F3 (fx,fy,ft)=F2 (fx,fy)·δ(fx vx +fy vy +ft t) Eq. (1)
wherein F2 (fx, fy) is the Fourier transform of a 2-dimensional video signal f2 (x,y), and δ(fx vx +fy vy +ft) represents a tilted plane in a 3-dimensional frequency space described by the equation fx vx +fy vy +ft= 0 so that the baseband exists only on a 2-dimensional frequency plane. Eq. (1) is disclosed in, e.g., an article by R. A. F. Belfor, et al., "Motion Compensated Subsampling of HDTV", SPIE, 1605, Visual Communications and Image Processing `91, pp. 274-284 (1991). From the location of a baseband spectrum, a spatio-temporal bandwidth can be anticipated. That is, if a temporal bandwidth ft w is given the relationship among the temporal bandwidth ft w the spatial bandwidth fx w and fy w, and the velocity components vx and vy is obtained from Eq. (1) as follows:
ft w =fx w ·vx +fy w ·vy Eq. (2)
wherein fx w and fy w are the respective spatial bandwidth components in x and y directions. From Eq. (2), it can be seen that the temporal bandwidth is proportional to the velocity of the moving objects; and when the temporal bandwidth is fixed, the spatial bandwidth becomes inversely proportional to the velocity of the moving object.
Since the video signal is sampled with spatial and temporal sampling frequencies, the sampled video signal is represented as 3-dimensional sampled data or pixels. Therefore, sampling of the continuous function f3 (·) may be expressed by multiplying the continuous function f3 (x,y,t) with a 3-dimensional array of delta functions. A spectrum distribution of the pixels may be then given by the convolution of Fourier transform of f3 (·) and a delta function. As a result, the spectrum of the pixels is replicated at intervals of the sampling frequencies by the characteristics of the delta function.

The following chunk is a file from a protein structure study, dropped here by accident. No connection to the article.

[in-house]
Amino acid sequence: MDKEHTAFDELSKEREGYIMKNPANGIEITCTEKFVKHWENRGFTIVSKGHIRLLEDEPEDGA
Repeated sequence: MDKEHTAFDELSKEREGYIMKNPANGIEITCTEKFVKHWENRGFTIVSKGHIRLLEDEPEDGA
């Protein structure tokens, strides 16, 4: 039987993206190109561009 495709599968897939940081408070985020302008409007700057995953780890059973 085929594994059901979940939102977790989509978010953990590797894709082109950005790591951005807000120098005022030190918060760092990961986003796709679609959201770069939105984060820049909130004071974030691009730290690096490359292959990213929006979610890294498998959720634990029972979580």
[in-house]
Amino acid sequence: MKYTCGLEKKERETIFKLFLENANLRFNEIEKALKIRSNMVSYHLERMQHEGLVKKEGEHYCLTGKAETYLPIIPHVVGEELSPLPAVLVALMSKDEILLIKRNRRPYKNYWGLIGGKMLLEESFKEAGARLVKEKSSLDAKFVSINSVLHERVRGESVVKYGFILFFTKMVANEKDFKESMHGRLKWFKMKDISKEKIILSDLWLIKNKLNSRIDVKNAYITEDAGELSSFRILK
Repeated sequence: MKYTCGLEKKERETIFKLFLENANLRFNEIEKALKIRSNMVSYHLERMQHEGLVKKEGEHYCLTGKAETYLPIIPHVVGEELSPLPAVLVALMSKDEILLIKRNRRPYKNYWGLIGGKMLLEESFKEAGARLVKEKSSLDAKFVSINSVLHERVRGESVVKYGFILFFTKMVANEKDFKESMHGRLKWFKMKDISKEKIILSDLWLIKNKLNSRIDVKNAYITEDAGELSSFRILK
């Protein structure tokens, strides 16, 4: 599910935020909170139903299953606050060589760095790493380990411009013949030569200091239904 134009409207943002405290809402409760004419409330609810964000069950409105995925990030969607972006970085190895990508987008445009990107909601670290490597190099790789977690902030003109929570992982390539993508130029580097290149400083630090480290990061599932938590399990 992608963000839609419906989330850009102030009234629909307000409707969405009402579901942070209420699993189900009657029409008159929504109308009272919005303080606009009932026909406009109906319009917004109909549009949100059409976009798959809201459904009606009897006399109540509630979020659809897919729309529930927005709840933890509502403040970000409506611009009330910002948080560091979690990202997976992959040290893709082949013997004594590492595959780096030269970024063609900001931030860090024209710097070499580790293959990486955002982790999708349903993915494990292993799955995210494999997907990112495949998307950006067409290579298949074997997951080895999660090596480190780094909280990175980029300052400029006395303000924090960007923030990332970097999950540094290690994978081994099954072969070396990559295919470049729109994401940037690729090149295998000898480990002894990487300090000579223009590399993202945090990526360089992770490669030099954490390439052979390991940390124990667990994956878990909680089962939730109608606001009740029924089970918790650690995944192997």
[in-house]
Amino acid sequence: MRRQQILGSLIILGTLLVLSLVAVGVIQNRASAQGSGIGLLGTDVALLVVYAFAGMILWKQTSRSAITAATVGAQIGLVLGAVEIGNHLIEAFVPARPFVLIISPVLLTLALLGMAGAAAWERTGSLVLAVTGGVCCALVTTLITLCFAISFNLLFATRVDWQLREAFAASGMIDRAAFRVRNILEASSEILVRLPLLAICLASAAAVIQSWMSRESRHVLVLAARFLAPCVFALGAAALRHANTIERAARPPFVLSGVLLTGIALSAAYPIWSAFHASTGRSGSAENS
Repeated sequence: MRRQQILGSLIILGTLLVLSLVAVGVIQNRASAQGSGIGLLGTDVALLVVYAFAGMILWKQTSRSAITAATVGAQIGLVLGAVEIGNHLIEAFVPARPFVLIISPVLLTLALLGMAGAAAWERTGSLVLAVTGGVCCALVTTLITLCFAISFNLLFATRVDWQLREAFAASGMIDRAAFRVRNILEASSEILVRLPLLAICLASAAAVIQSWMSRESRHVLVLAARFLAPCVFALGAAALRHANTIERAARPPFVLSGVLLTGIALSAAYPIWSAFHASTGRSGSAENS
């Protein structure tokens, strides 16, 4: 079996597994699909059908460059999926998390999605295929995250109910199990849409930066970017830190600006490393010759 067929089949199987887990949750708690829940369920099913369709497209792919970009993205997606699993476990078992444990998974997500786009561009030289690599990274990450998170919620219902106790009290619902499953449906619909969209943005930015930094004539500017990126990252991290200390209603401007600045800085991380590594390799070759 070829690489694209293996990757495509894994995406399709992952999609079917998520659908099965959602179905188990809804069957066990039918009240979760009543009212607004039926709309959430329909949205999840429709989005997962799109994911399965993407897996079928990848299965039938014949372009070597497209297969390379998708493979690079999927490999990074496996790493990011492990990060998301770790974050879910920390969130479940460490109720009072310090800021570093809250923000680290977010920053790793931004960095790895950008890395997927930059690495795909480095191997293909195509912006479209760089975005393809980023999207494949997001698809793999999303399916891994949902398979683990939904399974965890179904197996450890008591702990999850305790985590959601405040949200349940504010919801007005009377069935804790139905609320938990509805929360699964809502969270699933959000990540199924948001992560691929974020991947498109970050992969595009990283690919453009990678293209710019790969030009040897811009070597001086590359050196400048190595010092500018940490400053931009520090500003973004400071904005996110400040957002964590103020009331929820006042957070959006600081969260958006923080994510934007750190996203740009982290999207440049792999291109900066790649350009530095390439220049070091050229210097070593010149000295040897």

Referring first to FIGS. 1A, 1B, and 1C, there are shown baseband spectrum distributions as a function of the velocity of a moving object vx =1 pixel/frame interval, vx =2 pixels/frame interval and vx =3 pixels/frame interval, wherein solid lines indicate the replicas of a baseband; and the temporal sampling frequency is normalized to 1; and the spatial (x axis direction) and temporal frequencies are designated as fx and ft, respectively.
The motion of a pixel A in the moving object causes the spectrum to become skewed from the spatial frequency axis as shown in FIG. 1A. As shown in FIGS. 1A, 1B and 1C, the angle Θ of said skewing increases as does the velocity. From Eq. (2), the reason for the skewing can be readily understood by considering the temporal frequency at a pixel in the video signal: since the spectrum distribution on the spatio-temporal frequency domain is related to the product of the spatial frequency and the speed of the moving object, a higher velocity of the moving object gives rise to a higher temporal frequency. It should be stressed that the spectrum is skewed and not rotated.
Consequently, as shown in FIGS. 1A, 1B and 1C, the aliasing appears when the velocity of the moving object is increased. For the purpose of illustration, 1 pixel/frame interval is assumed to be the critical velocity not creating the aliasing as shown in FIG. 1A. If the repeated spectra include the aliasing components, visual artifacts appear in an image. Especially, those moving areas comprised of high spatial frequency components may distort psychovisual effects, e.g., the perceived velocity on moving areas may differ from the real velocity. For an efficient temporal band-limitation, therefore, it is desirable to design a filter not affected by the aliasing.
Referring to FIG. 2 results of lowpass filtering in the temporal domain with a fixed temporal cutoff frequency ft c are illustrated. In order to perform the temporal filtering, two assumptions may be made as follows: first, baseband spectrum has no spatial aliasing components, and secondly, for the sake of simplicity, there exists only purely horizontal motion (represented in terms of fx) with a constant velocity. In FIG. 2, the filtered result contains, e.g., high spatial frequency components B of adjacent spectra which represent temporal aliasing. That is, the high spatial frequency components affect the adjacent replicas. In other words, a disturbance between the adjacent replicas appears in the displayed image.